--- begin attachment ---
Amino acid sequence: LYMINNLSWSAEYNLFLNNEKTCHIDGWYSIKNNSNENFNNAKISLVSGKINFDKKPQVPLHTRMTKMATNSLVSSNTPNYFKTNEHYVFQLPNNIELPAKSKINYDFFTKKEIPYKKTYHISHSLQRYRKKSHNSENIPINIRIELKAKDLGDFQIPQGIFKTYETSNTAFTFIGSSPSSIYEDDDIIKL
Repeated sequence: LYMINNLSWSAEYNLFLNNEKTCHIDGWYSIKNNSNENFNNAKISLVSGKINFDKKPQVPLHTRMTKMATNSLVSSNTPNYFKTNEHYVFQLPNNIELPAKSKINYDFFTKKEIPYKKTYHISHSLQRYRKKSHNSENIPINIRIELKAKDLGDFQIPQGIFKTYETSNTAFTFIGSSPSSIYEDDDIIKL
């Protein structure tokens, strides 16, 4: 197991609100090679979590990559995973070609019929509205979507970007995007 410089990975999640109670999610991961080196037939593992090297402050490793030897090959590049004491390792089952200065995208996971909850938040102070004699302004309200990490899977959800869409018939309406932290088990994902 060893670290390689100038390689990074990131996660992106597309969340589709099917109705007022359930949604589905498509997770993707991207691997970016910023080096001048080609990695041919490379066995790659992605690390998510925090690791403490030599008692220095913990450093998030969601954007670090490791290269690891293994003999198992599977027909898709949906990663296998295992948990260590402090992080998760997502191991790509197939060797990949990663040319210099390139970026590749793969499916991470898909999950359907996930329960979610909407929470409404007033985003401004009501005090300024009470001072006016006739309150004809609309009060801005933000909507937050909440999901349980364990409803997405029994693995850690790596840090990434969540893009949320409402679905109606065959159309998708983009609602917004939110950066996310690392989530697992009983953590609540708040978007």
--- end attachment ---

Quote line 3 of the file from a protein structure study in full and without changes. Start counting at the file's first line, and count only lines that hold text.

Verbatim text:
């Protein structure tokens, strides 16, 4: 197991609100090679979590990559995973070609019929509205979507970007995007 410089990975999640109670999610991961080196037939593992090297402050490793030897090959590049004491390792089952200065995208996971909850938040102070004699302004309200990490899977959800869409018939309406932290088990994902 060893670290390689100038390689990074990131996660992106597309969340589709099917109705007022359930949604589905498509997770993707991207691997970016910023080096001048080609990695041919490379066995790659992605690390998510925090690791403490030599008692220095913990450093998030969601954007670090490791290269690891293994003999198992599977027909898709949906990663296998295992948990260590402090992080998760997502191991790509197939060797990949990663040319210099390139970026590749793969499916991470898909999950359907996930329960979610909407929470409404007033985003401004009501005090300024009470001072006016006739309150004809609309009060801005933000909507937050909440999901349980364990409803997405029994693995850690790596840090990434969540893009949320409402679905109606065959159309998708983009609602917004939110950066996310690392989530697992009983953590609540708040978007």